University to launch new Global Living-Learning Community on Bloomington campus

Globally minded students will have a new opportunity to live and learn in a vibrant cross-cultural environment with the launch of the Global Living-Learning Community in the fall.

Indiana University Bloomington's newest living-learning center marries the former Global Village and Foster International living-learning communities into a renovated section of Read Hall. The new living-learning community will occupy two air-conditioned wings, Curry and Landes, with kitchen facilities, lounges, on-site laundry, 122 beds and shared bathrooms per two bedrooms. The facility will also include a prayer room and foot-washing station, open to all faiths.

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Global Village students took part in a language hike at McCormick's Creek State Park. Photo courtesy of College of Arts and Sciences

Department of History professor Alex Lichtenstein is set to take the reins as director of the new Global Living-Learning Community, which is administered by the College of Arts and Sciences.

"The Global LLC will serve as a community and a meeting ground to bring together international students with American-born students, enriching their cultural and academic experience at IU through discovery of common interests and shared differences," Lichtenstein said. "Of course, this will be most immediate for the students who reside in the community. But my hope is that the Global LLC will become a magnet for all students across the campus who want to internationalize their undergraduate education and have a good time doing it."

Current and incoming students of all majors are encouraged to apply for residency in the community for fall 2017.

Previously, the Global Village Living-Learning Community addressed the needs of domestic students preparing to travel and study abroad, while Foster International provided resources to international students for acclimation into American culture and integration into IU campus life.

Vera Marinova, assistant director of the new community and international education veteran of over 10 years, said the merger will promote an even stronger connection between students of Global Village and Foster International.

"If we want to accomplish deeper cross-cultural exchange and internationalization, we need to create a community that brings both domestic and international students together," she said.

In that spirit, the community will host, volunteer and participate in cultural events on and off campus, including international galas, talent shows, Oktoberfest, Welcome Week, the Lotus World Music and Arts Festival and celebrations of various holidays around the world.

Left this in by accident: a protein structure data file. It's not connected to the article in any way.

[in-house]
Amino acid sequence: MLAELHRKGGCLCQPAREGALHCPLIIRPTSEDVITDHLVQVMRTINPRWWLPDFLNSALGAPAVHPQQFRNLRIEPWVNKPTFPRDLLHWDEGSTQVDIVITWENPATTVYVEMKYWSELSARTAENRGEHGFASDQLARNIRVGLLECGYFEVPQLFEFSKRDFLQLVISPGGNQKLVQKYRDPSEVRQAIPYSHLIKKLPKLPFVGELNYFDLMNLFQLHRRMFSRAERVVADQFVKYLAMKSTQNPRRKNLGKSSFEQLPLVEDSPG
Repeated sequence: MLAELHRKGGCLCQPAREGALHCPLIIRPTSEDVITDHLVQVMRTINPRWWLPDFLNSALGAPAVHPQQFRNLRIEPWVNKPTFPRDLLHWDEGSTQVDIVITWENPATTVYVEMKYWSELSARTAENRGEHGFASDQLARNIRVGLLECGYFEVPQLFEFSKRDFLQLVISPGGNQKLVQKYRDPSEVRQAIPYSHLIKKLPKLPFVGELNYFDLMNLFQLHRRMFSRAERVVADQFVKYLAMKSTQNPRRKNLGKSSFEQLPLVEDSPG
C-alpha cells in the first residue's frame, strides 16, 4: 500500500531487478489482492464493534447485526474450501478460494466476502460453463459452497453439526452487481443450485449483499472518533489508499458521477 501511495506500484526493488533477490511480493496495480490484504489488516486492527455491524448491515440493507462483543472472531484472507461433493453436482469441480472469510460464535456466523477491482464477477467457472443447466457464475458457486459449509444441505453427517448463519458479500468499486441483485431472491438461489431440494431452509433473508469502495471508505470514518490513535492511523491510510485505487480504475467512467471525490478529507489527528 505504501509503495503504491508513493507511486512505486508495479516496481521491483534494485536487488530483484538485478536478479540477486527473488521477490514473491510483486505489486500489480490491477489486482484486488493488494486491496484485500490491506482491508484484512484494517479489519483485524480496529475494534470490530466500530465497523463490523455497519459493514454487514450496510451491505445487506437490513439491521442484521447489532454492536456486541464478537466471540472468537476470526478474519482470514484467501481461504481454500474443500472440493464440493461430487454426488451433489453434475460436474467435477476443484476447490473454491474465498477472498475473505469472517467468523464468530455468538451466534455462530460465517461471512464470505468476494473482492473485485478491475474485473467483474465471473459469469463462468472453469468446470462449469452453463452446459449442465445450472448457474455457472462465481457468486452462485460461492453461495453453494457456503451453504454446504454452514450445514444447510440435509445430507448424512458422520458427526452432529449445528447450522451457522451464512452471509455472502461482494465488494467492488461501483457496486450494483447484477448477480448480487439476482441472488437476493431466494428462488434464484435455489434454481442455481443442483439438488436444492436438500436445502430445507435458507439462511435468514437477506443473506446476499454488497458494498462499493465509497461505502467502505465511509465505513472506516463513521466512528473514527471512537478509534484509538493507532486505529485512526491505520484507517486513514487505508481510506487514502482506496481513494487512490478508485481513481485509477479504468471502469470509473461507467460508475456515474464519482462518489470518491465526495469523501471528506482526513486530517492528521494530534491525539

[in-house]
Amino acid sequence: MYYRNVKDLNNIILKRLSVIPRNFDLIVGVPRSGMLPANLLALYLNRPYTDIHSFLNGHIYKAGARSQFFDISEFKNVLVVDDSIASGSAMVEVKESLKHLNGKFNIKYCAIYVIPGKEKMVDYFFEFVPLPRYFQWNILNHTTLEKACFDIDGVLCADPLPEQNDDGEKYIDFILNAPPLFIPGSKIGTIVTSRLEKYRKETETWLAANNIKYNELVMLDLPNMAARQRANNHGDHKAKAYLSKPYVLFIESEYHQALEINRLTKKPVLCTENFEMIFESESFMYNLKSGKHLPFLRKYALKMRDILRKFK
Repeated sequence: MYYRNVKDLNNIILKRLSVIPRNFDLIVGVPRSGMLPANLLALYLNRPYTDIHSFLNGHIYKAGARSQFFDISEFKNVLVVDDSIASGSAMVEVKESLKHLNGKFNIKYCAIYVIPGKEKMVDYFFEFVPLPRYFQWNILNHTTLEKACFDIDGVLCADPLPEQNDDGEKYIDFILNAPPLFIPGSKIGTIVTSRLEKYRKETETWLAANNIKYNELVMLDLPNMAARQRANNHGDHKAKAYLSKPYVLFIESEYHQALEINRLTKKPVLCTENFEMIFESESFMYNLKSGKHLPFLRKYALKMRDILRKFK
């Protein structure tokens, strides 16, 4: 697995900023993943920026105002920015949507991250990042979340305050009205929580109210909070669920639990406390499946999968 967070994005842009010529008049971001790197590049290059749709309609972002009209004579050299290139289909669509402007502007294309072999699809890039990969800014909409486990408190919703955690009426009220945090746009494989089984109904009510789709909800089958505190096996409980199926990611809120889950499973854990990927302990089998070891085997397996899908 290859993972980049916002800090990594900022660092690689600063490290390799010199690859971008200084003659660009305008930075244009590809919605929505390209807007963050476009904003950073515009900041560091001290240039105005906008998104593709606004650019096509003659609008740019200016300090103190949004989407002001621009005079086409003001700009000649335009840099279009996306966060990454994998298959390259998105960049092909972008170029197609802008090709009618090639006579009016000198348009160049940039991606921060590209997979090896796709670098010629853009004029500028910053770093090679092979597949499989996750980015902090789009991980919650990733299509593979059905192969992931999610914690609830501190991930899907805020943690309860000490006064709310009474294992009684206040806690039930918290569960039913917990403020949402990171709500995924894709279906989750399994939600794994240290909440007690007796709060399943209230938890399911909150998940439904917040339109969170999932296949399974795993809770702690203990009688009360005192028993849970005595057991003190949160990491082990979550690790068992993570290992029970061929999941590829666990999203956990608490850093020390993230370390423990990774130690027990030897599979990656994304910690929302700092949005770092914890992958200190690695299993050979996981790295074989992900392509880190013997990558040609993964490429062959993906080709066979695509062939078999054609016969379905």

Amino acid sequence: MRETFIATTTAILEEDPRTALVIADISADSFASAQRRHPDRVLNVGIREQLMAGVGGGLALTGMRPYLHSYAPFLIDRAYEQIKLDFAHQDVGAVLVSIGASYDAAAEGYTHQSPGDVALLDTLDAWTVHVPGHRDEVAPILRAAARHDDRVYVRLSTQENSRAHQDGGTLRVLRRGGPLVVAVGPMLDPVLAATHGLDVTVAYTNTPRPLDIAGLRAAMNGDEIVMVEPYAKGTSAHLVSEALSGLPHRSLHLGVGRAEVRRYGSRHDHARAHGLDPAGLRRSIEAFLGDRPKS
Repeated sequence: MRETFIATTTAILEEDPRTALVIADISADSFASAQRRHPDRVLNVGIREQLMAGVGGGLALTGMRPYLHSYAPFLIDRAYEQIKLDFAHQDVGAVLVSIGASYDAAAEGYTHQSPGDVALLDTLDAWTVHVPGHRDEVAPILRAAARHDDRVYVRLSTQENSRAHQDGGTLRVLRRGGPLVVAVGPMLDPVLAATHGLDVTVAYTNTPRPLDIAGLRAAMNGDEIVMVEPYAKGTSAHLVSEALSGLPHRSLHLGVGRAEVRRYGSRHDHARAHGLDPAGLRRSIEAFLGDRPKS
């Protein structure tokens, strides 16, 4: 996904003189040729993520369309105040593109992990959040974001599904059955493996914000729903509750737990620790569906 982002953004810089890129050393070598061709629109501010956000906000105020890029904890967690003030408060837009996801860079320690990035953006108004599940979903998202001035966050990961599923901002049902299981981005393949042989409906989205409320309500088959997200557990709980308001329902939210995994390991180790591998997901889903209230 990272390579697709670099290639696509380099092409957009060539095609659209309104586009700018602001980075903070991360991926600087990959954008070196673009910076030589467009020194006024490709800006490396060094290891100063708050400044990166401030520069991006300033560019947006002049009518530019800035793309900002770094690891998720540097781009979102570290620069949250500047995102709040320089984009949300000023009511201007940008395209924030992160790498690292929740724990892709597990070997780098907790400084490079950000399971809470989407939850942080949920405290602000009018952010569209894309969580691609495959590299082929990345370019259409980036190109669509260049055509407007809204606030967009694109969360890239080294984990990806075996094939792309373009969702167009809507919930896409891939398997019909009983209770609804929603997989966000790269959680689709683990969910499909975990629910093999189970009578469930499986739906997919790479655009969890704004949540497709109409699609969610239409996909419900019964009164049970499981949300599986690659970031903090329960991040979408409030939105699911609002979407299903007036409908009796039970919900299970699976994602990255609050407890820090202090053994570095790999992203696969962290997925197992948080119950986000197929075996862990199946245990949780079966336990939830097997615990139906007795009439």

Smaller events will be organized by Global Living-Learning Community's seven to 10 culture clusters, composed of students who share an interest in a particular culture and language, and the theme-specific interest groups, including music, film, art, and health and wellness.

Marinova believes the desire to learn and enrich the community through personal cultural experiences is the single most important attribute for interested students.

"It doesn't matter what major or socioeconomic background you come from," she said. "Our goal is to create the most diverse residential community on IU's campus. We want a center that is multicultural, multilingual, multinational and multidisciplinary."

Leadership and career development activities are also central to Global Living-Learning Community's mission. Resume and CV workshops, peer instructor and office assistant positions and Central Council, the community's student-led governing body, provide opportunities for students to build professional skills.

The community will also host a leadership team for Books & Beyond, the service-learning project that develops globally minded students through critical literacy skills, understanding of the Rwandan "book famine," and cross-culture teaching and learning models. The project connects Global Living-Learning Community with Kabwende Primary School in Rwanda and The Project School and Harmony School in Bloomington.

Within Bloomington and beyond Indiana and U.S. borders, field trips and study abroad programs allow students to see culturally rich locations and expand their worldly perspective.

And the global experience doesn't end there: international cuisine will be a feature of many community events, including Breakfasts from Around the World and International Chocolate Tasting Night.

"The Global LLC is a key aspect of our commitment to preparing students to interact and thrive in the global marketplace in many domains," said Russell Valentino, associate dean for international affairs. "More specifically, the community allows our students to engage internationally without leaving home. In fact, it invites the world into the living spaces of those in the community, providing them with the opportunity to become both comfortable with and adept at maneuvering in spaces of cultural and linguistic mixture.

"This is the reality of the world today, making these invaluable skills. The Global LLC is an ideal environment for connecting the academic and the experiential, the local and the global, and for making friends from around the world."

Students can fill out a housing application by visiting the Residential Programs and Services website, before the online application process closes May 11. To increase their chance of living in the new community, students should rank Global LLC as first preference on the application. After May 11, interested students should contact Marinova at vmarinov@indiana.edu.

Zachary Zumbaugh is the communications and marketing coordinator in the IU College of Arts and Sciences.